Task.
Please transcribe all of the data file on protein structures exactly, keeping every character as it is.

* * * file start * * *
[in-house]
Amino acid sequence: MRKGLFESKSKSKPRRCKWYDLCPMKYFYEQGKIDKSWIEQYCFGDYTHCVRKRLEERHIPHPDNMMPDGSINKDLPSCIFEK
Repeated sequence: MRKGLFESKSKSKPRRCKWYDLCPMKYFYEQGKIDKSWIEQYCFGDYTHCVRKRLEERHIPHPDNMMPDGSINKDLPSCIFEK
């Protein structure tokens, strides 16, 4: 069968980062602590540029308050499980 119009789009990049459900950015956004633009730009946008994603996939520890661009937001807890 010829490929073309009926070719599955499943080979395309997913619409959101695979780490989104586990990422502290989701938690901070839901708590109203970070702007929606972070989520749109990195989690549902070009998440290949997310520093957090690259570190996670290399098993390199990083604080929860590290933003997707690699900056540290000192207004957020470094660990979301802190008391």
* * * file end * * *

[in-house]
Amino acid sequence: MRKGLFESKSKSKPRRCKWYDLCPMKYFYEQGKIDKSWIEQYCFGDYTHCVRKRLEERHIPHPDNMMPDGSINKDLPSCIFEK
Repeated sequence: MRKGLFESKSKSKPRRCKWYDLCPMKYFYEQGKIDKSWIEQYCFGDYTHCVRKRLEERHIPHPDNMMPDGSINKDLPSCIFEK
């Protein structure tokens, strides 16, 4: 069968980062602590540029308050499980 119009789009990049459900950015956004633009730009946008994603996939520890661009937001807890 010829490929073309009926070719599955499943080979395309997913619409959101695979780490989104586990990422502290989701938690901070839901708590109203970070702007929606972070989520749109990195989690549902070009998440290949997310520093957090690259570190996670290399098993390199990083604080929860590290933003997707690699900056540290000192207004957020470094660990979301802190008391």